Below is a personal account from Elizabeth Fuller, a New York resident who was in the city when Sandy hit. Our hearts and prayers go out to to everyone who has been affected by the wrath of the storm. Please take a moment to read this first-hand
account, and remember just how strong New York really is.
Everyone knows that New York is strong—we survived 9/11, countless other devastating acts of terror, hurricanes and snowstorms. However, despite how much we’ve lived through, it never gets less hard to see this city—the city that so many love—in so much pain. But we should go back to the days before, when no one needed to remember just how strong this city really is.
Short of government officials telling us, no one seemed to really believe that hurricane Sandy was really a threat. Everyone scoffed at the idea, using air quotes around the word “hurricane” if someone would bring it up when discussing weekend plans before leaving work that Friday afternoon. It just seemed like another over hyped media event that wasn’t really worth preparing for. I mean, when was the last time you actually needed all those batteries, bottled water and enough candles to light a Catholic mass? But something changed come Saturday morning. The news reports were throwing around words like “perfect storm” and suddenly you began to feel something different in the air. Not the temperature, but in the way people were acting. Everyone was rushing around, trying to get last minute errands done before they might actually be cooped up for the next couple of days. Pictures of empty shelves where water bottles and bread used to live were popping up all over your Facebook news feed and people tweeting things like “Wait, is this actually going to be bad?” You felt something switch. People were no longer as confident as they once were when they were making a joke of the whole thing, but instead people actually began to make serious plans.
Sunday felt like Fall break. Everyone drinking wine and watching their DVRs all day, waiting for something more than whistling wind blowing around leaves outside. Just at the point where you thought it might be much less worse than they predicted, it hit, and it felt like terror was really at your door. The very first whip of wind was so strong that I lost feeling in my legs for just a moment, that’s how truly loud and scary it really was. All around you trees were cracking, falling to the ground with a loud boom, and you realized that this was really happening and that you had every right to be scared. Lights flickered on and off, and stayed off for hundreds of thousands of people, and wind constantly hit your window like someone was desperately trying to get in.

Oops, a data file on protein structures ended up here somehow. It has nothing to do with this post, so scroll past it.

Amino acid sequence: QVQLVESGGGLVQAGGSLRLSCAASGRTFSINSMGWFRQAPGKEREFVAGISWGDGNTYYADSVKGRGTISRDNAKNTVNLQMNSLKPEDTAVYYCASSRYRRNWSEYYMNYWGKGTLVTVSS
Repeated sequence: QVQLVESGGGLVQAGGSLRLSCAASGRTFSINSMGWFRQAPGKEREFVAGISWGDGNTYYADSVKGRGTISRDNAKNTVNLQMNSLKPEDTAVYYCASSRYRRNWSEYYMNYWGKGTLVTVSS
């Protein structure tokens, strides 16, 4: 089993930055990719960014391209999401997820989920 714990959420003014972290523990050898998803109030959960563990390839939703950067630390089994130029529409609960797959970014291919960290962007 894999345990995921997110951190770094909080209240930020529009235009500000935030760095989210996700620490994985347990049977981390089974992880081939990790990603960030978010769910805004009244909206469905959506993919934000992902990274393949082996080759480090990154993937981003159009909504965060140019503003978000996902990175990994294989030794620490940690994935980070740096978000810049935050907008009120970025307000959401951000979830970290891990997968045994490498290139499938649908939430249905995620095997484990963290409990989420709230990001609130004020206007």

The next day we woke up to an eerie calm across the city. Immediately turning the news on, we all saw the Governor of New York, Governor Cuomo, speaking so calmly to the New York people. Before we even had a chance to go outside and survey the damage for yourself, we were instilled with hope and a sense of peace as Governor Cuomo kept repeating “New York is strong,” which became a sentiment that you soon realized you needed to believe as you began to see footage of the utter devastation that had swept across the tri-state area as you slept through it the night before.
Displaced families, tragic deaths and homes completely ripped apart, just by wind and water. A sense of great loss sweeps over you as you realize that could have easily been you. Those of us on the Upper West Side got lucky this time, but many of our our friends and neighbors didn’t. The whole city seemed to stop and take it all in; like a little epoch of time where all of New York and the surrounding areas paused and acknowledged the crisis they were in, reassessed and made a game plan. New York is full of do-ers and givers and lovers and tragic believers. New York is made up of people that believe in each other and believe in this state and will stop at nothing to create a sense of wholeness again. We are a people currently undivided in the goal, to help those in crises and to rebuild that what was taken away. There is a palpable sense of unity in the air, which transcends all political, religious and economical views.
Today, tomorrow and always, New York is strong, and that’s something that should not be taken lightly.
Thousands of people are still without power and food and need our help. To make a donation, you can text REDCROSS to 90999. Please do it, we all need just a little bit of help in a time of dire need.
Image via www.upi.com